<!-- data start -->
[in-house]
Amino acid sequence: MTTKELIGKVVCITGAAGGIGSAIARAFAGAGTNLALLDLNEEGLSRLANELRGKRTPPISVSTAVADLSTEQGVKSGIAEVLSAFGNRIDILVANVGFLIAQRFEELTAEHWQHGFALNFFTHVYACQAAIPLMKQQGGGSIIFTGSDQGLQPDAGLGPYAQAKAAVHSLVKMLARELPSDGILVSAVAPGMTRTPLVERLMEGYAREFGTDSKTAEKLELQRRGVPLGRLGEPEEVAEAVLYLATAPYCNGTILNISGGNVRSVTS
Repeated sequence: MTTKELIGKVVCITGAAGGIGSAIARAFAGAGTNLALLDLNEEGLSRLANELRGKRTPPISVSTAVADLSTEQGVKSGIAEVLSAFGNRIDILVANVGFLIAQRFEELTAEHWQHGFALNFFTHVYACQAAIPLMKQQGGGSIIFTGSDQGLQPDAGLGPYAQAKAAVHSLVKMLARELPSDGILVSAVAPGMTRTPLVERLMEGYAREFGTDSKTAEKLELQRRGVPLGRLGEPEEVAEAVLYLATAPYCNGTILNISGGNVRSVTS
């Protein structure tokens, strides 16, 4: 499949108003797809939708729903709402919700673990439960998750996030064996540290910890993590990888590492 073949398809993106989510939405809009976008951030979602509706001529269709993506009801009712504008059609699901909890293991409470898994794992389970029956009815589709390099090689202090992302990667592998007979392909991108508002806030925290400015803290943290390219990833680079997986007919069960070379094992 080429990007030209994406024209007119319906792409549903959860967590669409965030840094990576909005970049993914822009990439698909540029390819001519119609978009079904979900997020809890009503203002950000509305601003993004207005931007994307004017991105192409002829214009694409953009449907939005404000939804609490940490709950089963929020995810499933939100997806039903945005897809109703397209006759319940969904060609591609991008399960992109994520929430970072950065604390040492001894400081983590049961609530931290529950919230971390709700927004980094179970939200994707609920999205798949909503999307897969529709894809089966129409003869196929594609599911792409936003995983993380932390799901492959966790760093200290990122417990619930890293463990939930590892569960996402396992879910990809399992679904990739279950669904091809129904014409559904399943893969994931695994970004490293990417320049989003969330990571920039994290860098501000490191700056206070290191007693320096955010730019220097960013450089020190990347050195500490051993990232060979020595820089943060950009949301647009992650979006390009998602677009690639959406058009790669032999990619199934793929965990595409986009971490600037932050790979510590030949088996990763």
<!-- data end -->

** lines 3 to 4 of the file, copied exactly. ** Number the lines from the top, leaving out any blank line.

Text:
Repeated sequence: MTTKELIGKVVCITGAAGGIGSAIARAFAGAGTNLALLDLNEEGLSRLANELRGKRTPPISVSTAVADLSTEQGVKSGIAEVLSAFGNRIDILVANVGFLIAQRFEELTAEHWQHGFALNFFTHVYACQAAIPLMKQQGGGSIIFTGSDQGLQPDAGLGPYAQAKAAVHSLVKMLARELPSDGILVSAVAPGMTRTPLVERLMEGYAREFGTDSKTAEKLELQRRGVPLGRLGEPEEVAEAVLYLATAPYCNGTILNISGGNVRSVTS
């Protein structure tokens, strides 16, 4: 499949108003797809939708729903709402919700673990439960998750996030064996540290910890993590990888590492 073949398809993106989510939405809009976008951030979602509706001529269709993506009801009712504008059609699901909890293991409470898994794992389970029956009815589709390099090689202090992302990667592998007979392909991108508002806030925290400015803290943290390219990833680079997986007919069960070379094992 080429990007030209994406024209007119319906792409549903959860967590669409965030840094990576909005970049993914822009990439698909540029390819001519119609978009079904979900997020809890009503203002950000509305601003993004207005931007994307004017991105192409002829214009694409953009449907939005404000939804609490940490709950089963929020995810499933939100997806039903945005897809109703397209006759319940969904060609591609991008399960992109994520929430970072950065604390040492001894400081983590049961609530931290529950919230971390709700927004980094179970939200994707609920999205798949909503999307897969529709894809089966129409003869196929594609599911792409936003995983993380932390799901492959966790760093200290990122417990619930890293463990939930590892569960996402396992879910990809399992679904990739279950669904091809129904014409559904399943893969994931695994970004490293990417320049989003969330990571920039994290860098501000490191700056206070290191007693320096955010730019220097960013450089020190990347050195500490051993990232060979020595820089943060950009949301647009992650979006390009998602677009690639959406058009790669032999990619199934793929965990595409986009971490600037932050790979510590030949088996990763």